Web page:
For example, assume that the video data traffic is being routed through the system illustrated in FIG. 1. As shown, video data is sent from network subscriber site 100 to remote user location 101 via VBR network 102. In response to signal from processor 103, data is transmitted from compressed video source 104 to VBR network 102 by way of source buffer 105 and regulator 106. Regulator 106 is a "leaky-bucket" data regulator, a type that is well-known in the art. This type of regulator allows data to be output at a particular rate as a function of the availability of data tokens (107) within token bucket register 108. Tokens are "placed" in token bucket register 108 at a predetermined rate, and depleted as data passes through regulator 106--When token bucket 108 is empty, no additional data is permitted to pass through regulator 106. These tokens are virtual in nature; that is, they only serve to meter data flow through regulator 106, and are not inserted into the outgoing data stream. If the token availability/data rate of regulator 106 is chosen so that the rate of data output from regulator 106 approximates the average data rate at which data leaves compressed video source 104 (a condition that will maximize the statistical multiplexing gain within VBR network 102), and if the size of token bucket register 108 (i.e., the maximum number of tokens that may be held in this register) is fixed at a moderate level (so as to avoid overloading VBR network 102), then source buffer 105 will have to be very large in order to support an extended high-rate data burst from compressed video source 104. Barring the availability of such a large source buffer, data losses will occur. Even if source buffer 105 is made large enough to handle such sustained bursts of peak video transmission, the result is still far from ideal--Data losses will be avoided, but, due to the large source buffer, equipment expenses increase and long delays will be experienced with respect to source output.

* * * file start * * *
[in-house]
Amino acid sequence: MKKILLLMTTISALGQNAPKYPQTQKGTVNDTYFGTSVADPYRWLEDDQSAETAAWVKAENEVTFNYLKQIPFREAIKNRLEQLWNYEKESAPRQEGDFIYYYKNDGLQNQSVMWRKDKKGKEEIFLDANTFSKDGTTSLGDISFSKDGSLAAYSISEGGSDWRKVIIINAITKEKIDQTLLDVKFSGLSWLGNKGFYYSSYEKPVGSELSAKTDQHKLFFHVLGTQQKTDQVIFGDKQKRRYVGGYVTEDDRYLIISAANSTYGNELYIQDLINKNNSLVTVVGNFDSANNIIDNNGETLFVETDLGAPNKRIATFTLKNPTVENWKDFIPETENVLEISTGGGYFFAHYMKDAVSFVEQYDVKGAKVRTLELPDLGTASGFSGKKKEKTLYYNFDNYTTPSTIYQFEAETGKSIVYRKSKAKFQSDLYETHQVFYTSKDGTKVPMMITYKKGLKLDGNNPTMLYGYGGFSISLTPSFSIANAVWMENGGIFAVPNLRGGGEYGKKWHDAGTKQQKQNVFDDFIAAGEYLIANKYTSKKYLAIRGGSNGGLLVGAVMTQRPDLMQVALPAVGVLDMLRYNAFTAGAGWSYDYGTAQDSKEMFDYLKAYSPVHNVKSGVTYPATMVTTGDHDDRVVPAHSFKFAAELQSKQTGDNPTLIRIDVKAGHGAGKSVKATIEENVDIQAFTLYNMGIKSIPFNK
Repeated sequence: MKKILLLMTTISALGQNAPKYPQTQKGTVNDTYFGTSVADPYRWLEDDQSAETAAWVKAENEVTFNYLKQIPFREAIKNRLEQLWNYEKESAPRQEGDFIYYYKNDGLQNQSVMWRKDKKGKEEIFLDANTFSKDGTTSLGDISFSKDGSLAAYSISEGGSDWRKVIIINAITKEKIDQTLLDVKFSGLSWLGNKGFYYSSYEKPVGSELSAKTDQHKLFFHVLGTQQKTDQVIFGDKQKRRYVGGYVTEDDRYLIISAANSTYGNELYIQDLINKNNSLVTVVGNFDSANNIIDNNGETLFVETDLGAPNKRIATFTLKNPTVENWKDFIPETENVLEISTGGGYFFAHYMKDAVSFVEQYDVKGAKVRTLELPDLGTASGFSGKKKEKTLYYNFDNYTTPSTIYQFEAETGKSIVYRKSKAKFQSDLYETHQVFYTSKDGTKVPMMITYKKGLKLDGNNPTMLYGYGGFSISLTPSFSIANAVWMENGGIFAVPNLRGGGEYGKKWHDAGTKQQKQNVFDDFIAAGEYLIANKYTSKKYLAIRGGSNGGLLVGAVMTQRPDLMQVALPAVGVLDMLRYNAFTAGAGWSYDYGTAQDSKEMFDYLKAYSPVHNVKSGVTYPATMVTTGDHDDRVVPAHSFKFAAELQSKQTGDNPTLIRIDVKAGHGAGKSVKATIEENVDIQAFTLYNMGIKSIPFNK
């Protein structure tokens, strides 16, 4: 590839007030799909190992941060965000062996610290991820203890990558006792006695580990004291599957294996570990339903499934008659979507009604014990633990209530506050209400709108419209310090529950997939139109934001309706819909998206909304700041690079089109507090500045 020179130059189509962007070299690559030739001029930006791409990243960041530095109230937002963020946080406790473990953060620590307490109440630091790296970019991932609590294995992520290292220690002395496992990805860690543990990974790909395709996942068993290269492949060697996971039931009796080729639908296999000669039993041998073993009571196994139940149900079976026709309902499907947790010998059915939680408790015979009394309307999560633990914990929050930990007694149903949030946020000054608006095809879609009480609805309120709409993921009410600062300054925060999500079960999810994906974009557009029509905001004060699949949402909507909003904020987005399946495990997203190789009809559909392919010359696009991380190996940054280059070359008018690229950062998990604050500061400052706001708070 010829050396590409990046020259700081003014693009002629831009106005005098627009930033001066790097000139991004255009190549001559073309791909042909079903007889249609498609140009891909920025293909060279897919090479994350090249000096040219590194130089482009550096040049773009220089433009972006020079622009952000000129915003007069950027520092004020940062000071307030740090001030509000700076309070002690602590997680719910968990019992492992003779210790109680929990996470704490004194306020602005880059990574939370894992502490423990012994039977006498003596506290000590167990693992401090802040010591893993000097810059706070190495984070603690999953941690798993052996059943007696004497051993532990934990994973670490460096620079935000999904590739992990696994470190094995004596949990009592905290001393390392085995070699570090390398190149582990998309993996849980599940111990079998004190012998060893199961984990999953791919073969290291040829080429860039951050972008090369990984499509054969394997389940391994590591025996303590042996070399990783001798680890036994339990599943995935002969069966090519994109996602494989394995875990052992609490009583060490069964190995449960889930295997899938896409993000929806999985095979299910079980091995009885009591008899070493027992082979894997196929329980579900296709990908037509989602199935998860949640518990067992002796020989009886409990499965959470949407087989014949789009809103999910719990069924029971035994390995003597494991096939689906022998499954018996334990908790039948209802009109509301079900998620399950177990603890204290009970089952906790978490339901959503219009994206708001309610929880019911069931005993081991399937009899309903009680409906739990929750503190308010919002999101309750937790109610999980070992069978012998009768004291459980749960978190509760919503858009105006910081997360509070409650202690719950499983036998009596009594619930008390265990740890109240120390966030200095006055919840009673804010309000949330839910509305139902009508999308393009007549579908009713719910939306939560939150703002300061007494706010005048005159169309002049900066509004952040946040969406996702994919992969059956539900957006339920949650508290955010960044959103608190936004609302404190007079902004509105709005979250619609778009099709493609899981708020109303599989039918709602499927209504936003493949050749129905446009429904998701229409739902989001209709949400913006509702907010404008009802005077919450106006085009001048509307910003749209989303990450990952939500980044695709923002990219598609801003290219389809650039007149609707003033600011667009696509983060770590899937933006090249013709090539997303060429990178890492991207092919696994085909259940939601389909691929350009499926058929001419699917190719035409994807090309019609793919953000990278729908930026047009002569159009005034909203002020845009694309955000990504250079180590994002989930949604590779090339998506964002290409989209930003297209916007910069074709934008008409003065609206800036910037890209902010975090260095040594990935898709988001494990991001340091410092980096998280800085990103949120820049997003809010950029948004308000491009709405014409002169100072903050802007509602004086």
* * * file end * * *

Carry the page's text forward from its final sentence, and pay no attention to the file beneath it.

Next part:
Alternatively, if token bucket register 108 is made large enough to allow token regulator 106 to rapidly drain source buffer 105 of data gluts resulting from sustained video data bursts, then large network and remote user location buffers (109, 110) will be needed to avoid data losses and ensure proper delivery of a usable video signal to receiver/viewer 111. Furthermore, by allowing such bursts to be freely drained and launched into VBR network 102 a single network subscriber site is given the ability to disrupt VBR network 102 by flooding it with tens of megabytes of data.